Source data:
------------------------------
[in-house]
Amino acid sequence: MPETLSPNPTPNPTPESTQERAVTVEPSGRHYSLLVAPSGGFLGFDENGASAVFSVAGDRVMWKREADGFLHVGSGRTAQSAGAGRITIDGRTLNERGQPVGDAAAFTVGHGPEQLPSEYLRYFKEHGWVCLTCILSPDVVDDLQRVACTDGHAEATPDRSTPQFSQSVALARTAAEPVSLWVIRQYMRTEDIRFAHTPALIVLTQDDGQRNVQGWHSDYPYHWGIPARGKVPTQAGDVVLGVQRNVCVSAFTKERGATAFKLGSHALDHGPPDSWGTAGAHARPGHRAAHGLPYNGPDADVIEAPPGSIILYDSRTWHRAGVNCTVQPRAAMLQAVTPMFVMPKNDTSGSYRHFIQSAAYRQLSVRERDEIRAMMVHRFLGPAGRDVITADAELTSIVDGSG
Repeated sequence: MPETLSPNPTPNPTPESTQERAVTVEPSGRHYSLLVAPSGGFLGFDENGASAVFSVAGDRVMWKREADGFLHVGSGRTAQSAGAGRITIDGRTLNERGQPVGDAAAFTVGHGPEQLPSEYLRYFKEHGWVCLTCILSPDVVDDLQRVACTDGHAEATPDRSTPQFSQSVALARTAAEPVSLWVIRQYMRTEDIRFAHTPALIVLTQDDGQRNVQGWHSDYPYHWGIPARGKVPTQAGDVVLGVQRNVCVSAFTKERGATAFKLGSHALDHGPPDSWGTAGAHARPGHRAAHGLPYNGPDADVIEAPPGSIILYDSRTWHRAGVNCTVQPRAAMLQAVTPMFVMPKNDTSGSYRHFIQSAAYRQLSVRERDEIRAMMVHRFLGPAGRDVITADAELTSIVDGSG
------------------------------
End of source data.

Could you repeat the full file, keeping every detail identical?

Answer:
[in-house]
Amino acid sequence: MPETLSPNPTPNPTPESTQERAVTVEPSGRHYSLLVAPSGGFLGFDENGASAVFSVAGDRVMWKREADGFLHVGSGRTAQSAGAGRITIDGRTLNERGQPVGDAAAFTVGHGPEQLPSEYLRYFKEHGWVCLTCILSPDVVDDLQRVACTDGHAEATPDRSTPQFSQSVALARTAAEPVSLWVIRQYMRTEDIRFAHTPALIVLTQDDGQRNVQGWHSDYPYHWGIPARGKVPTQAGDVVLGVQRNVCVSAFTKERGATAFKLGSHALDHGPPDSWGTAGAHARPGHRAAHGLPYNGPDADVIEAPPGSIILYDSRTWHRAGVNCTVQPRAAMLQAVTPMFVMPKNDTSGSYRHFIQSAAYRQLSVRERDEIRAMMVHRFLGPAGRDVITADAELTSIVDGSG
Repeated sequence: MPETLSPNPTPNPTPESTQERAVTVEPSGRHYSLLVAPSGGFLGFDENGASAVFSVAGDRVMWKREADGFLHVGSGRTAQSAGAGRITIDGRTLNERGQPVGDAAAFTVGHGPEQLPSEYLRYFKEHGWVCLTCILSPDVVDDLQRVACTDGHAEATPDRSTPQFSQSVALARTAAEPVSLWVIRQYMRTEDIRFAHTPALIVLTQDDGQRNVQGWHSDYPYHWGIPARGKVPTQAGDVVLGVQRNVCVSAFTKERGATAFKLGSHALDHGPPDSWGTAGAHARPGHRAAHGLPYNGPDADVIEAPPGSIILYDSRTWHRAGVNCTVQPRAAMLQAVTPMFVMPKNDTSGSYRHFIQSAAYRQLSVRERDEIRAMMVHRFLGPAGRDVITADAELTSIVDGSG